I’m not even going to pretend that I am ambivalent about shopping. I’m the furthest thing from it. I shop quite a bit. Some might even say I shop more than my fair share. Other’s might suggest that I shop enough to keep a (very) small economy going. Perhaps something along the lines of self-proclaimed micronation Seborga. (While we are on the topic, I’d like from here on out to be referred to as Her Tremendousness Poe. That really does have a nice ring to it)
So when this happened on the day my shopping-buddy for life, XFE and I tried to go to the Grand Bazaar in Istanbul, I was extremely devastated:
“On Saturday, Istanbul — a city of more than 12 million — was left without heating or electricity for several hours, and its subway and tram system were closed down.”
OK, yes, people were left without heating, electricity or anyway to get around, but what about the real tragedy here? Ie: I could not shop. You see, the Grand Bazaar is a COVERED market. A little warren of more than 58 covered streets and over 4,000 tiny shops tucked in next to each other. They all had one thing in common: they rely on electricity and light for perusing of goods.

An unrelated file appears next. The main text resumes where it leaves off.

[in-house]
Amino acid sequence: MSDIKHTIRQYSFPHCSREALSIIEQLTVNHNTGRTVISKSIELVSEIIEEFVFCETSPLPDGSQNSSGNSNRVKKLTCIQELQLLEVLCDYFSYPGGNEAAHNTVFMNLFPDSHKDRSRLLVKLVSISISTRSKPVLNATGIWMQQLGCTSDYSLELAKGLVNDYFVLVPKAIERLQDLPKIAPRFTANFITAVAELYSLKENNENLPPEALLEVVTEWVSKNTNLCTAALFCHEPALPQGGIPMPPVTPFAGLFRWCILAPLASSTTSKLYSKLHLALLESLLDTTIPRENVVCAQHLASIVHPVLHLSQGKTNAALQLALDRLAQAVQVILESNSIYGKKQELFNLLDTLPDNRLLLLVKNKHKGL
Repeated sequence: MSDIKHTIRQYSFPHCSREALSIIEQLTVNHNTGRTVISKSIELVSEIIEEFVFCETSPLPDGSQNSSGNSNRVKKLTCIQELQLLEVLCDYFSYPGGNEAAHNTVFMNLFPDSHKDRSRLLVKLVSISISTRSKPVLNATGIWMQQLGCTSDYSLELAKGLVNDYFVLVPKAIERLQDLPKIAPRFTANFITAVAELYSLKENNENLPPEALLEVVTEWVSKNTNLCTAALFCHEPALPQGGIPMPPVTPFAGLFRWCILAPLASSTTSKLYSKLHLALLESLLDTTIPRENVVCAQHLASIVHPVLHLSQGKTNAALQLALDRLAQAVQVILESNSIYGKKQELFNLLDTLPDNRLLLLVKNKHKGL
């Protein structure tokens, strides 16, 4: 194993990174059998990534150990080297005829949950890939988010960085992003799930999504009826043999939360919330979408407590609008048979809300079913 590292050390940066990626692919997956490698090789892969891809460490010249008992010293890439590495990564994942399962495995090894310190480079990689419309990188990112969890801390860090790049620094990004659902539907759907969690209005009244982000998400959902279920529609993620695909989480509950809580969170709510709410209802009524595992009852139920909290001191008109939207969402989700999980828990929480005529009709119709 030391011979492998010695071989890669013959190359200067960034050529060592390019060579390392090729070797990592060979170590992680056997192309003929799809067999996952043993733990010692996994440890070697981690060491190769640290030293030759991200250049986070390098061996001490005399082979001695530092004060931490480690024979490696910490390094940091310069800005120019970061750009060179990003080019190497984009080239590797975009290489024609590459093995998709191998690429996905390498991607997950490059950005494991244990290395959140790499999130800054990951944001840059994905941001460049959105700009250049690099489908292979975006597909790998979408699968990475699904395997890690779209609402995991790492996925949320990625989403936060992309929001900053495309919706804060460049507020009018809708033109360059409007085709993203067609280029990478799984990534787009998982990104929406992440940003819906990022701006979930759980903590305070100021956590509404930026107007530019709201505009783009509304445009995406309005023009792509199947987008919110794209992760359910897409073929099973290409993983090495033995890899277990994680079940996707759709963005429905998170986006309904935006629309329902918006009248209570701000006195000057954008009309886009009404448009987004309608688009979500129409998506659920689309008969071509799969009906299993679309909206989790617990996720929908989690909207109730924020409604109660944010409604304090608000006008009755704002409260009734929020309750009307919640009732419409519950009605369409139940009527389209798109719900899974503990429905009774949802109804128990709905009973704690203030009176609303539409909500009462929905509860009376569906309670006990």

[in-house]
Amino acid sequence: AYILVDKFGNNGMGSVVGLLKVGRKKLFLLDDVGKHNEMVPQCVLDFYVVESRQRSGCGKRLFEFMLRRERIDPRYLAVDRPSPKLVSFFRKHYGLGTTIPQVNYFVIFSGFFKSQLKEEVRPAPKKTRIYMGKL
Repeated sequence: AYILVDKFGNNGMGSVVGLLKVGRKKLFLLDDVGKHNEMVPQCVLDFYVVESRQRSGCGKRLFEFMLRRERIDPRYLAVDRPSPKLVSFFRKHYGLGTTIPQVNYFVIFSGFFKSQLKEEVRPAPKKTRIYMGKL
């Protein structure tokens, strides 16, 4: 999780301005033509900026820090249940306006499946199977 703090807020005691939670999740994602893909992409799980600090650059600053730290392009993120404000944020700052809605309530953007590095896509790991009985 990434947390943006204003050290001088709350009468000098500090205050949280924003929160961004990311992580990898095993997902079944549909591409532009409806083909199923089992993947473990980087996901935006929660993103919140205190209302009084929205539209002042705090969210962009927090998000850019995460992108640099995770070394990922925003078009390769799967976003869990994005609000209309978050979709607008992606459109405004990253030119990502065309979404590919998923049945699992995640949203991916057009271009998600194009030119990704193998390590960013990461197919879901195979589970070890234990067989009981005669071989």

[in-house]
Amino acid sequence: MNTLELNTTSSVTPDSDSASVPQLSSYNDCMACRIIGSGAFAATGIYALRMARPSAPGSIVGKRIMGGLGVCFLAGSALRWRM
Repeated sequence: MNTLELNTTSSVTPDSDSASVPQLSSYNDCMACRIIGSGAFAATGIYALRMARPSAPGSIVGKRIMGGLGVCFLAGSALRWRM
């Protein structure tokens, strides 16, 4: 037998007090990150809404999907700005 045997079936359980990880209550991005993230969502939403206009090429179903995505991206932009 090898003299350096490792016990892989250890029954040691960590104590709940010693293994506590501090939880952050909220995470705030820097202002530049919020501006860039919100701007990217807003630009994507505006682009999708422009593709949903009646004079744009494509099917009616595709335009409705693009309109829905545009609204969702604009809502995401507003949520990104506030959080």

We went. We wandered. Alas, we couldn’t really see anything. And, a bunch of the shops had decided to just throw in the towel and close up for the day. So, we walked down the main aisle a couple of times, peered into half-lit windows and finally just gave up the ghost.
We were with our tour guide, Levon, a decidedly non-shopper himself who has obviously been dragged to the market every day as part of his job. How do I know Levon’s a non-shopper? Well, he kept asking me what I specifically wanted to buy. He didn’t understanding that for a true shopper, the joy is in the hunt. It’s like pornography — I don’t know what I want to buy, but I’ll know it when I see it, and all of the other options available, before finally returning to the first one and buying it.
Seeing the disappointment and dejected body language, Levon quickly suggested that there was nothing good in the Grand Bazaar anyway and what we really wanted to do was go to one of the showrooms of one of the suppliers nearby. And he just happened to have a place in mind.
Now, while we weren’t looking for anything specific in the Grand Bazaar, the one thing we did not intend to get looped into was buying a Turkish rug. That’s a total tourist trap and a wretched cliché, we thought.